Working on Recovery From PPD In the Face of Life’s Challenges

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Today, Warrior Mom Jamelle is bravely sharing her story with us and how realizing she needed help has helped her begin to recover. Please send some love her way in the comments. 

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My son was born April 2012. I’d had a slightly difficult pregnancy–24/7 morning sickness for the first five months and an outbreak of PUPPP in the last couple of months, with a dash of bad acid reflux in between. My labor was fortunately pretty easy and quick and, after a night in the hospital, we were home with our son.

Everything was ok, more or less, at first. I had difficulty breastfeeding. No one at the hospital taught me how and as I worked during my pregnancy, I didn’t have time to seek out assistance. I remember crying those first few days at home because I felt like I was failing my son. Watching videos from youtube helped me understand what I needed to do. I felt more confident about breastfeeding although towards the middle/end of my time doing it (I did it for 6 months) I began to feel resentful and wanted my body back.

It wasn’t until my parents left and my husband went back to work that I started having suicidal thoughts. I had been warned about PPD from a girlfriend who had given birth the year before, but for some reason I couldn’t equate how I was feeling and what I was thinking to having PPD. Outwardly I’m sure I just looked and acted like a typical new mom: frazzled, sleep deprived, confused. In fact I’m sure that’s how  most people saw me because no one expressed concern for how I was doing. Everyone’s so concerned about the baby and mom just gets pushed to the side. While my husband was gone, I would dwell on thoughts of him coming home to me and our son, dead on the bed. Sometimes I would just think about him finding me dead, with our son crying on the bed next to me.

After 3 months I went back to work, which helped a little. I was interacting with other adults and doing something with my day other than feeding, changing diapers, and napping. But work added other stressors, causing my depression to manifest in other ways. I became short with people, including my husband. Little things began to irritate me and cause me to become irrationally angry. I had a blow up in Dec 2012 that made me realize something was wrong with me and had been wrong with me since my son was born. It took me another month to tell my husband how I was feeling–my sweet, wonderful, patient husband, who made the call to our insurance for me so I could get help.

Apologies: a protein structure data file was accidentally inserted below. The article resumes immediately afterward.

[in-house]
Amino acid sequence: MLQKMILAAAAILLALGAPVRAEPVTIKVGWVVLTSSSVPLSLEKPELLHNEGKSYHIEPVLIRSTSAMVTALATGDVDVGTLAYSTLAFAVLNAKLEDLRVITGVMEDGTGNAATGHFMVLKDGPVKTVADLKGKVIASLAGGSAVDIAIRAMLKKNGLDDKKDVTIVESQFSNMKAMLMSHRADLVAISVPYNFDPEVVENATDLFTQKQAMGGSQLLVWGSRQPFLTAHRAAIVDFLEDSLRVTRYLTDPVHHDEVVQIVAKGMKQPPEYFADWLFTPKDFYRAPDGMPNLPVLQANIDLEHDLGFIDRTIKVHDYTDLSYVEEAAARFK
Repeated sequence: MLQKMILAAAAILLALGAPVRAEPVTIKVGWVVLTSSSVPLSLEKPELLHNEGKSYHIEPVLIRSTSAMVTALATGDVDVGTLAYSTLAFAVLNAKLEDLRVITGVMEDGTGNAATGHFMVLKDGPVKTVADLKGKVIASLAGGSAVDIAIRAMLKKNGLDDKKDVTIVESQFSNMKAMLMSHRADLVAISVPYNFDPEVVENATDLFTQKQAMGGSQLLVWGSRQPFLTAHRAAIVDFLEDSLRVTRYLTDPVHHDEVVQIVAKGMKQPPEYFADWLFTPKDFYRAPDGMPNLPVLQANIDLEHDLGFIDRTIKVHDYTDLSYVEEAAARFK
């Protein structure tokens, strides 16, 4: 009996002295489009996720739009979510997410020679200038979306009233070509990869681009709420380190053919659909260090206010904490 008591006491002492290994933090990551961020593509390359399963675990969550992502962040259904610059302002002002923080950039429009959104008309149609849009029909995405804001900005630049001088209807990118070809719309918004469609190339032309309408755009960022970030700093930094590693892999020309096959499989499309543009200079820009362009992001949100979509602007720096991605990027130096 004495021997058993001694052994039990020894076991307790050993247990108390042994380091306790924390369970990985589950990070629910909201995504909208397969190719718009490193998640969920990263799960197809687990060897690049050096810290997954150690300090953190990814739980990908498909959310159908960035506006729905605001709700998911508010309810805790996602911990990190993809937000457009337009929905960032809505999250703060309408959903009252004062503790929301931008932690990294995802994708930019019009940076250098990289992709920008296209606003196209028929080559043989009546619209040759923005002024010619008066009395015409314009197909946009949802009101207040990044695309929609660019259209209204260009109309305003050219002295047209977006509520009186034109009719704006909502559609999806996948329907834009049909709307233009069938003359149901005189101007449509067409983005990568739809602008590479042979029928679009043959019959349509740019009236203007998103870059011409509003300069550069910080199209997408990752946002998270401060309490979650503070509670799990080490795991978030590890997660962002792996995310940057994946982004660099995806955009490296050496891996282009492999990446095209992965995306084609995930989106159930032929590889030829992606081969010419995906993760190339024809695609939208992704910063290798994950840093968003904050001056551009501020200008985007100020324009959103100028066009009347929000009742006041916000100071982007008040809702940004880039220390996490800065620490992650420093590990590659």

I can remember feeling such relief after talking to the intake counselor and explaining why I needed help. I had no idea how heavy a burden I was carrying until I had to detail out the thoughts and feelings I was having. They assigned a counselor and a doctor to me; after they assessed me I was put on anti-depressants and something else to help me sleep at night. The meds helped so much. I was feeling more like my normal self and I wasn’t having awful thoughts. I ended up seeing the counselor only twice–she and I didn’t really mesh and I didn’t feel I was getting anywhere with her. Shortly after that I went off my meds (for a very dumb reason that I don’t even want to get in to) and I thought I was going to be fine. Then my husband lost his job and we lost our house not too long after that. The stress of trying to keep my family financially afloat has triggered my depression. Luckily I can recognize the signs now.

I’ve only recently started going back to therapy. I found a counselor I really like and I’ll be going back on meds soon. I wish I hadn’t stopped in the first place but you never know where life takes you. I’m going to be much better about it this time around. This has been really hard to write, but I’m glad I did and thank you so much for listening.